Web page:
The Psychology of Time Travel

Self-Discovery -
Innovation -
The Psychology of Time Travel is a mystery of the mind
Kate Mascarenhas
Head of Zeus
Publication Date
Aug 09, 2018
Number of Pages

Book cover of The Psychology of Time. The titles is stitched into a black background with images of DNA strands, guns, rabbits, and an hourglass.The Psychology of Time Travel completely renewed the subject of time travel for me. Having read a couple of books in this sub-science fiction genre before, it was refreshing that the focus was not on the hypothetical mechanics of time travel, but instead was on the impact it might have on the people who time travel.

Debut author Kate Mascarenhas uses her background in psychology to create a beautiful, thought-provoking story set in an altered reality. And wow did she make me think. The discussion of the mental health of each traveler, combined with the superb mystery of this story were refreshing and fascinating. I was riveted.

We begin in 1967 skipping through almost 100 years of time, and culminating in 2019. Four trailblazing women – Margaret, Bee, Grace and Lucille – have a breakthrough in 1967, creating the very first time-machine. After some dissension among the scientists, Bee is removed from the team. Margaret goes on to create an empire – an imposing exclusive time travel business. We skip to 2017 where Bee’s granddaughter, Ruby, wonders what life would be like if her grandmother had remained one of the pioneers. No one talks about it. Until a note from the future arrives stating a woman connected to Ruby will die. And the mystery begins.

Like a detective, I picked my way through the story and unknowingly, Mascarenhas’ thesis on what makes life important. Her ideas wove their way into my subconscious. After each reading session I found myself musing on questions like, if someone told me part of my future, would I continue that path knowing it would happen? Would my mind cope knowing the future? Would certain truths desensitize me from death, violence, and cruelty? Would I become accustomed to the death of my loved ones if I knew I could go back and see them again? What would this do to my relationships? What would this do to me? I was rather surprised to find myself dipping into deep philosophical thoughts while reading a sci-fi, mystery.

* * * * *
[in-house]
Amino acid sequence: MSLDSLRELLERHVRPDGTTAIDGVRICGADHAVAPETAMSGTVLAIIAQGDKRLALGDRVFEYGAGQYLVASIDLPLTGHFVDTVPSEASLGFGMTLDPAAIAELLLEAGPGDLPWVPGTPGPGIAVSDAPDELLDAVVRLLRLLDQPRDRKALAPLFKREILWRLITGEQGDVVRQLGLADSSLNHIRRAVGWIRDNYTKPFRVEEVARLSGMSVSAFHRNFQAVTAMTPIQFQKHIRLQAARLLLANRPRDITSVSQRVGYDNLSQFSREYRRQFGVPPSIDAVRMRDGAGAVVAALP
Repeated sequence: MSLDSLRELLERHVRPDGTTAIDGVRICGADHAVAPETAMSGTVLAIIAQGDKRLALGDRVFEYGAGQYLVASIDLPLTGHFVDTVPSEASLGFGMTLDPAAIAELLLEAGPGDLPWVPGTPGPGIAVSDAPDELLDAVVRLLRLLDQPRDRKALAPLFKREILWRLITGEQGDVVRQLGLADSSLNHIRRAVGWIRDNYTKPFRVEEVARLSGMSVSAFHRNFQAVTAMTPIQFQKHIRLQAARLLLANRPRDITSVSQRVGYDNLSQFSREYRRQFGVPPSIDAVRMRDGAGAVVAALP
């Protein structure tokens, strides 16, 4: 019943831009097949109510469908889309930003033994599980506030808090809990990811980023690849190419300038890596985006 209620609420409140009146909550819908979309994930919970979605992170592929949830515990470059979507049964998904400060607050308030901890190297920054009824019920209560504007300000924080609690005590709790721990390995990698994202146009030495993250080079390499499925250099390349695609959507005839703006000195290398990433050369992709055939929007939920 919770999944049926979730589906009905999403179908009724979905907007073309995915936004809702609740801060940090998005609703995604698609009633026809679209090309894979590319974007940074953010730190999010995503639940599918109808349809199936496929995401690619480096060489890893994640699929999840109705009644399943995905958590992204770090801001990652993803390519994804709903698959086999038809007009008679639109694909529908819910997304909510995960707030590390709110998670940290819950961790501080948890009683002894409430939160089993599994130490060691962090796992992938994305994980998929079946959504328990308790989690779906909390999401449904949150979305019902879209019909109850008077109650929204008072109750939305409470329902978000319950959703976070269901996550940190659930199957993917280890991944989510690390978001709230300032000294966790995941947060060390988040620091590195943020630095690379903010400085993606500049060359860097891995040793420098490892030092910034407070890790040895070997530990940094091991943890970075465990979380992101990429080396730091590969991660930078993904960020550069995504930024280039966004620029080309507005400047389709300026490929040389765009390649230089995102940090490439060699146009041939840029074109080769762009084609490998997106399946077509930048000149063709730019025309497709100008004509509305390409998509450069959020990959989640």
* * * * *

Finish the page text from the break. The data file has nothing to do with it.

The Psychology of Time Travel is told via an intricately complex set of characters in the time they are currently residing in. While sometimes I found the skipping back and forth between time periods confusing, every slip in time was incredibly important in tying everything together. As the time periods move closer to the present day, the gaps between them shorten and eventually I realized who the central characters really were. Each one gave me the feels. I wanted to hug Bee and slap Margaret. I was proud of Odette and Siobhan. I was frustrated with Angharad and Ginger. I wanted to high five Elspeth and Lucille. I fell in love with Grace and Ruby.

I was completely unprepared for how much I fell in love with these characters. They embodied the parts of me I like and dislike. They felt flawed and complex. I could see myself and my friends taking the same actions, making similar choices, and learning in similar ways. This made them a part of my world because they felt so real.

It’s surprising that while I spent an inordinate amount of time questioning how the mind works in The Psychology of Time Travel, it took me awhile to notice the hints at contemporary injustice posed throughout the story. Mascarenhas touches on skin color and race, the changing climate of women in positions of power, and the stigma towards those with mental health issues. Each of these topics hit a chord with me personally. Each aspect is a part of my identity. I am biracial, I have worked in varying industries where women have been both dismissed and celebrated, and I am managing extreme anxiety.

The truth is, time is precious. We are always looking for ways to fit more in. Yet we all have the same fate.

Regardless if I was able to time travel or not, it wouldn’t give me more time. So, I better start using it more wisely.


About the Contributor

Yvette has a penchant for pandas, pizza, and Doctor Who. She finds happiness in the pages of fantasy and picture-books and refuses to grow up. Her guilty pleasures are memoirs and true crime stories – because people really are fascinating. She can be found in Christchurch, NZ fighting a paper-war by day. Her nights are spent annoying her husband with talk of wanting to ride luck dragons dressed as a ninja while foisting books upon him.